FoundationDB

Callback for range queries (Python)

bindings

(Chris Donati) #1

I’m using the Python API within a Tornado server. In order to prevent blocking the server’s IO loop, I’ve been adding a callback to futures in order to set the result on a coroutine-friendly future. For example,

tornado_future = TornadoFuture()
callback = lambda fdb_future: handle_result(fdb_future, tornado_future)
commit_future = tr.commit()
commit_future.on_ready(callback)
yield tornado_future

This seems to work well for gets and commits, but I don’t see a way with the public API to get a future for a range query operation. The _get_range method that get_range uses seems to be the kind of thing I’m looking for, but I’m hesitant to use an undocumented method that could change later.

Am I missing a more appropriate method that would work for my use case? If not, would it be reasonable to expose something like what _get_range does as a public API method?


(A.J. Beamon) #2

I think this is a reasonable feature request, if you wanted to file a GitHub issue for it. Another possible alternative would be to create a new event model (see fdb.init) designed to work with TornadoFutures, if that could be made to do what you want. There’s not really any documentation on writing an event model and I have limited experience with it, but it may be a more generic solution if there are other functions in the API that have similar problems.

Is reading ranges your only obstacle to getting it working for you?


(Chris Donati) #3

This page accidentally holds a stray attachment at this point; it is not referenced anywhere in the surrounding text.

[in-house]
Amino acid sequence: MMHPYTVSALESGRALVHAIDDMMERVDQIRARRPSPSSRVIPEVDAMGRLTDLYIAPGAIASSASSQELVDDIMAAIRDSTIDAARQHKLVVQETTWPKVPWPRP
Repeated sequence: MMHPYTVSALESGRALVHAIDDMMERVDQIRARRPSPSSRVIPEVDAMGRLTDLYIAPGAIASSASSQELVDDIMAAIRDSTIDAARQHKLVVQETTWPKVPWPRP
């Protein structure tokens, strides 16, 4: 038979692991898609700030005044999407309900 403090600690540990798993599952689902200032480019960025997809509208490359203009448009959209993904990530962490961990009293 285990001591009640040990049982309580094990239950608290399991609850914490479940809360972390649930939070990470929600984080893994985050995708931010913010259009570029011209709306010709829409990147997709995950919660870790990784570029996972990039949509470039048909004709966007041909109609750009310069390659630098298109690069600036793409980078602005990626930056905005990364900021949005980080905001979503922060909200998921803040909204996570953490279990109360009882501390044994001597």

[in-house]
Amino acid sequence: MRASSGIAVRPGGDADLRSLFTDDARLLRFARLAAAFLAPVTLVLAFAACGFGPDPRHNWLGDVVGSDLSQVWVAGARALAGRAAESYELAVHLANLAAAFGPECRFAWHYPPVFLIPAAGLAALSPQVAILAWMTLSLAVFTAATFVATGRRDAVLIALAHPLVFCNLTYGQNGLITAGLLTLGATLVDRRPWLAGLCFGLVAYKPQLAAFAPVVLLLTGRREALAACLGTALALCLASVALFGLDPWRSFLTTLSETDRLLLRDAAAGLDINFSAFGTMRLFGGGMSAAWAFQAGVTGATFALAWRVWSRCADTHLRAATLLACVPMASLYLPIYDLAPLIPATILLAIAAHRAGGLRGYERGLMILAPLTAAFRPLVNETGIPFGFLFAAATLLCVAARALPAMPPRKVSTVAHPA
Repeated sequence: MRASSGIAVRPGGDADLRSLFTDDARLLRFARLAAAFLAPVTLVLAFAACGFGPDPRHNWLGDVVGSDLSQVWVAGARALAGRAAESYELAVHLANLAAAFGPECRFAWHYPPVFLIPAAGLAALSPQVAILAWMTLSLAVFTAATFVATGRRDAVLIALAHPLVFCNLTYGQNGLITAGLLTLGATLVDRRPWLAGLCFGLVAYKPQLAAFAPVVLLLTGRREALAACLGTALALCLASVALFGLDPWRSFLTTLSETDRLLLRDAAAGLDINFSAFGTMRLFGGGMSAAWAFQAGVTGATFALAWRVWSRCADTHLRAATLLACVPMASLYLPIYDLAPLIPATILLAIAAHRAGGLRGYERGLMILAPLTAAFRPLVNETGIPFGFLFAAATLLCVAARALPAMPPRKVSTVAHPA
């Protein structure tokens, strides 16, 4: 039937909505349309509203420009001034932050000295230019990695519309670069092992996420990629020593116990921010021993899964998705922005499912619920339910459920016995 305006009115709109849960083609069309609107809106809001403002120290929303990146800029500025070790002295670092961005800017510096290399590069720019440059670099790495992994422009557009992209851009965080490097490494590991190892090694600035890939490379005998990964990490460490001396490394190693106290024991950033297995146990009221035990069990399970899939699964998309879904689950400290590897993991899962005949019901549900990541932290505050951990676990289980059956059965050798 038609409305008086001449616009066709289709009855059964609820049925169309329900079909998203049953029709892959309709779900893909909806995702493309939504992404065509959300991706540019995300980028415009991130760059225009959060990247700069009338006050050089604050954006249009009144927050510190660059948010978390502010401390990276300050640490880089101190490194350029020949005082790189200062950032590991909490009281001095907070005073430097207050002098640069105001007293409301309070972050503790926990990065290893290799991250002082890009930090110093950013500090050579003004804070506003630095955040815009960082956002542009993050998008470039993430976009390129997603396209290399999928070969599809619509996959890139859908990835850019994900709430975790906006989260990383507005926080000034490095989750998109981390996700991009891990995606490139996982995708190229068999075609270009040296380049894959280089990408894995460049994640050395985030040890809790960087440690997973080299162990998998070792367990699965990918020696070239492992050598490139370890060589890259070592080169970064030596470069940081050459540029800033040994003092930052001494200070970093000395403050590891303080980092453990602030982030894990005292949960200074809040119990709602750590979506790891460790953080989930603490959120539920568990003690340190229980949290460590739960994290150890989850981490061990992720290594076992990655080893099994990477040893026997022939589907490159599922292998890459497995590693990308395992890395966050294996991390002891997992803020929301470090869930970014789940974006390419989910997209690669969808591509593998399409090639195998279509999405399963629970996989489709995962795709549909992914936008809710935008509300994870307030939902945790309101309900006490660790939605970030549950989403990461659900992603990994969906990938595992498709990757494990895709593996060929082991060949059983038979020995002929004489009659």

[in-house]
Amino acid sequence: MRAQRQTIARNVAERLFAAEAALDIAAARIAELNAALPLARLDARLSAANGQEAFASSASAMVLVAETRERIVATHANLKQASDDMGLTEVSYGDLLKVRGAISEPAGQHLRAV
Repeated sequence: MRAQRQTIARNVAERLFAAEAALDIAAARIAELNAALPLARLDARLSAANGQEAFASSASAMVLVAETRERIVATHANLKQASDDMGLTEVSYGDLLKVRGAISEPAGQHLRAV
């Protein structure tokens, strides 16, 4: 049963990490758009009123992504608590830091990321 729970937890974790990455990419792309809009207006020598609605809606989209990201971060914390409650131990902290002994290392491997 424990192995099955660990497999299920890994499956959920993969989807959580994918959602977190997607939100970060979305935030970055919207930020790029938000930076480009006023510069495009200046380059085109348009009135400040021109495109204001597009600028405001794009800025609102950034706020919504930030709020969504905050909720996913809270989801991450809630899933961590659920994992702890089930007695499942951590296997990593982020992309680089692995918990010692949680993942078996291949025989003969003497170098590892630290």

Reading ranges is the main one, and it’s not really preventing me from making progress since I can use _get_range for now.

The create_or_open and list methods of the directory layer also seem to be blocking methods that don’t have a way to assign callbacks to them. However, the server I’m working on caches directories, so the first method happens infrequently enough that blocking is acceptable. It looks like the second method can be accomplished with _get_range operations, so that is not really a problem either.

I’m reluctant to add a new event model specifically for Tornado. Tornado itself now uses the event loop and futures from asyncio when it is available, so I think the number of people that could benefit from a Tornado-specific event model is small and will continue to diminish.

It seems the use of futures in the default event model is intended to encourage the client to make concurrent requests rather than facilitate the use of callbacks for all blocking operations. I’d rather not impact the clarity of the codebase or the API for this edge case. Moving to the asyncio event model seems like a better long-term solution.